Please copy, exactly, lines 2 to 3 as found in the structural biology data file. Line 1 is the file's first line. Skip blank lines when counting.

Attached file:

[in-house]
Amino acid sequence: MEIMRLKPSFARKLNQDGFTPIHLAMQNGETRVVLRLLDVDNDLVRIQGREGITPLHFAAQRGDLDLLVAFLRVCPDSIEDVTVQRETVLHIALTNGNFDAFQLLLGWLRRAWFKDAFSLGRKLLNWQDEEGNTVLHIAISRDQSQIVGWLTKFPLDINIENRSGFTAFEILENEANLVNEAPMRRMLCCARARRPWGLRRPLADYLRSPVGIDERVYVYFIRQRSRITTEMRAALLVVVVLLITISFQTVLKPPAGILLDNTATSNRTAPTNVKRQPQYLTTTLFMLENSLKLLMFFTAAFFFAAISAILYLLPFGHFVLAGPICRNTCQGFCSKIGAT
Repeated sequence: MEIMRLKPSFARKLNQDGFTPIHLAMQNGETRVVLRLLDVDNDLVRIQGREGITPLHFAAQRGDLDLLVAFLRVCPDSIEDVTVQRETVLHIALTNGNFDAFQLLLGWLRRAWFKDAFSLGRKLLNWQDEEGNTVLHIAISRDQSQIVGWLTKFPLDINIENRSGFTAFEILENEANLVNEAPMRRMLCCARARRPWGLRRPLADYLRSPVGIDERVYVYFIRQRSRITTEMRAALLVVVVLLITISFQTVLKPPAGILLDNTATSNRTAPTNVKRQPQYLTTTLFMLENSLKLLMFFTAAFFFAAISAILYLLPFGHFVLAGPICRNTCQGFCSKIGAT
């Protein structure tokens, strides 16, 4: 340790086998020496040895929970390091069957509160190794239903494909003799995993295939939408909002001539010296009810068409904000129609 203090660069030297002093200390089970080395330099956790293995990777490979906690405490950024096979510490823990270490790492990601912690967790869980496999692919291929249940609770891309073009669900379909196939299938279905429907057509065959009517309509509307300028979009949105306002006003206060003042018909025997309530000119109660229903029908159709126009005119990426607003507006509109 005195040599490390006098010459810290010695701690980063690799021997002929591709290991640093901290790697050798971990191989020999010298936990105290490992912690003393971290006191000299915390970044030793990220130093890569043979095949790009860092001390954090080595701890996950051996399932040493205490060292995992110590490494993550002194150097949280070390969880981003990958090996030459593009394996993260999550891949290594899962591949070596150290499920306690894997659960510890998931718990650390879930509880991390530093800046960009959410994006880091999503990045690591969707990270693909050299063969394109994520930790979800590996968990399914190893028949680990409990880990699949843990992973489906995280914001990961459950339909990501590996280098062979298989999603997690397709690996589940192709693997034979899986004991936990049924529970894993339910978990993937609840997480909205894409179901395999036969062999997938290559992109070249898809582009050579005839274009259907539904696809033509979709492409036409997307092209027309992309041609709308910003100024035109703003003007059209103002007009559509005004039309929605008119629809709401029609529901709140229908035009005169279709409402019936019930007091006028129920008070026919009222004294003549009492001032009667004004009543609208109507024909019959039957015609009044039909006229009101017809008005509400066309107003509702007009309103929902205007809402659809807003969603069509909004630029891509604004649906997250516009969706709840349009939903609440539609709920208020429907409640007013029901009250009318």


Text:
Amino acid sequence: MEIMRLKPSFARKLNQDGFTPIHLAMQNGETRVVLRLLDVDNDLVRIQGREGITPLHFAAQRGDLDLLVAFLRVCPDSIEDVTVQRETVLHIALTNGNFDAFQLLLGWLRRAWFKDAFSLGRKLLNWQDEEGNTVLHIAISRDQSQIVGWLTKFPLDINIENRSGFTAFEILENEANLVNEAPMRRMLCCARARRPWGLRRPLADYLRSPVGIDERVYVYFIRQRSRITTEMRAALLVVVVLLITISFQTVLKPPAGILLDNTATSNRTAPTNVKRQPQYLTTTLFMLENSLKLLMFFTAAFFFAAISAILYLLPFGHFVLAGPICRNTCQGFCSKIGAT
Repeated sequence: MEIMRLKPSFARKLNQDGFTPIHLAMQNGETRVVLRLLDVDNDLVRIQGREGITPLHFAAQRGDLDLLVAFLRVCPDSIEDVTVQRETVLHIALTNGNFDAFQLLLGWLRRAWFKDAFSLGRKLLNWQDEEGNTVLHIAISRDQSQIVGWLTKFPLDINIENRSGFTAFEILENEANLVNEAPMRRMLCCARARRPWGLRRPLADYLRSPVGIDERVYVYFIRQRSRITTEMRAALLVVVVLLITISFQTVLKPPAGILLDNTATSNRTAPTNVKRQPQYLTTTLFMLENSLKLLMFFTAAFFFAAISAILYLLPFGHFVLAGPICRNTCQGFCSKIGAT